Trompé Setsuled (setsuled) wrote,
Trompé Setsuled

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Black Ropes and Brick

"Harry's an artist without an art . . . That's something that would make a man very unhappy . . . groping for the right lever, the means with which to express himself." This is how Richard Widmark's character, Harry Fabian, is described at the beginning of 1950's Night and the City. As a supreme example of film noir, Harry and other characters are always presented with choices but they inevitably lead to disappointment and a doom rendered sharper by the guilt attendant upon the choices they made to get there. It's a beautifully shot, anxious film about what happens to people who aren't lucky in socially or culturally acceptable ways.

Harry's an American living in London as is his girlfriend Mary, played by Gene Tierney. They both work for a night club called The Silver Fox where Mary sings while Harry roams the town hustling people into visiting the club. Harry's art might simply be talking--again and again throughout the film, we watch him manipulate people into voluntarily doing exactly what he wants them to do, whether its people going to The Silver Fox or two wrestlers deciding to fight despite having sworn never to fight each other. The only two people Harry can't seem to manipulate are Phil, owner of The Silver Fox, and Kristo, a gangster who controls all wrestling in the city. When Kristo's father, a famous wrestler, is offended by his son's use of modern wrestling gimmicks, Harry sees an opportunity to take over the racket and convinces the old man to work with him.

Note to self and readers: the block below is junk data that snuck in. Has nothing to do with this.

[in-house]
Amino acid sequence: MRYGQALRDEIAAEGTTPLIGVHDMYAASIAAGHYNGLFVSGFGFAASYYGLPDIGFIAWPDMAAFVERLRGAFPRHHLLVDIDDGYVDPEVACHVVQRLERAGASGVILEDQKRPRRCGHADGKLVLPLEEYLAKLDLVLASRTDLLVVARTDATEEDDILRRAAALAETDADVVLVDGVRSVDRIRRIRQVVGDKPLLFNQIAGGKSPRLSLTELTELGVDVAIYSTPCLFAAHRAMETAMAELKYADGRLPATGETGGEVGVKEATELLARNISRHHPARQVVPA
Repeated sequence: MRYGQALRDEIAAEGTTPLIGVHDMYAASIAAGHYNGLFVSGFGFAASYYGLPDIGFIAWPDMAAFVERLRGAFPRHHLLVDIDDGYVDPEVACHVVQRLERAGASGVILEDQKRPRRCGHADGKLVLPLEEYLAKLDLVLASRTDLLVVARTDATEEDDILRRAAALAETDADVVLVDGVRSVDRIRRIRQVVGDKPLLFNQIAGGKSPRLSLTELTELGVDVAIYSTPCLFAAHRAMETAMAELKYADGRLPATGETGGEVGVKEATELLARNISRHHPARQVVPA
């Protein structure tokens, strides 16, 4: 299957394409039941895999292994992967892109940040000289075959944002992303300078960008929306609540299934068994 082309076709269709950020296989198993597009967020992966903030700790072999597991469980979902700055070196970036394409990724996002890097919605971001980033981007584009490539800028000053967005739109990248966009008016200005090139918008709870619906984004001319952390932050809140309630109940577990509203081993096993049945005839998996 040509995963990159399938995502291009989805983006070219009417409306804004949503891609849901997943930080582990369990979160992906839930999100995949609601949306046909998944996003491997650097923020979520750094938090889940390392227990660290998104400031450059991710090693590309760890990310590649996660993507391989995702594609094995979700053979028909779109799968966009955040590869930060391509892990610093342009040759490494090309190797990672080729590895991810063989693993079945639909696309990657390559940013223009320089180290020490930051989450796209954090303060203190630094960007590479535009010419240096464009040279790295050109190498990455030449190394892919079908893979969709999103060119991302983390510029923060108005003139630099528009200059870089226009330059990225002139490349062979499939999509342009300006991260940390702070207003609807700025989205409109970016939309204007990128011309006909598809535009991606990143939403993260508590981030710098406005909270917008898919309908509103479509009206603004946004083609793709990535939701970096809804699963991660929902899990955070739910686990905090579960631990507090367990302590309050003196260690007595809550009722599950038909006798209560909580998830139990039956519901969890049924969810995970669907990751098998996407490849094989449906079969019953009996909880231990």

Of course it all ends in disaster but not before Harry compromises what few morals he has to try to avert it. Shot with gorgeous, expressionistic darkness, the film features a lot of location shooting in London. The film was directed by Jules Dassin, who directed The Naked City a couple years earlier, a Hollywood film unique for its time in being almost totally shot on location in New York City. There's plenty of scenes shot in studio in Night and the City, but the film nonetheless features a remarkable amount of footage of the actors in London, usually Harry running through back alleys or across large, familiar spaces marked by shadow. But Night and the City surpasses The Naked City in character and performances. The only decent performance in The Naked City was given by Barry Fitzgerald, and his character wasn't especially interesting. The people in Night and the City are vivid, sometimes ruthless, but never inhuman.

One of the negative critical reactions cited in Wikipedia says, "there is only one character in it for whom a decent, respectable person can give a hoot." Presumably referring to Mary, who's not actually in the movie very much and is essentially a saint. So often the complaints against "unsympathetic" characters seem to come from people who think people who never do anything they might later be ashamed of are sympathetic characters. One of the great accomplishments of film noir is that it shows just what a wrong, and kind of scary, point of view that is. Such people are either really good at mentally blocking their own transgressions or they're people who have lived lives of such good fortune they've never been forced to make hard choices.

Two people in the film remark on how Harry's brilliant plans and actions are futile because he's effectively a dead man already, and the shadows in the cinematography visually help emphasise this. He's a dead man because of Kristo's gang chasing him, but that's just detail. The fact is, as everyone knew, Harry had no way to go from the beginning. He's a piece that doesn't fit in the city's puzzle and mostly he's the only one who sees any reason for him to exist at all, as he's acutely aware. Eventually his desperate struggle ends, but not before he takes actions in his desperation that lead to him hating himself. He's an imperfect man, brought brilliantly to life and death in this dark, insightful masterpiece of a film.

Tags: film noir, gene tierney, jules dassin, movies, richard widmark, sympathy
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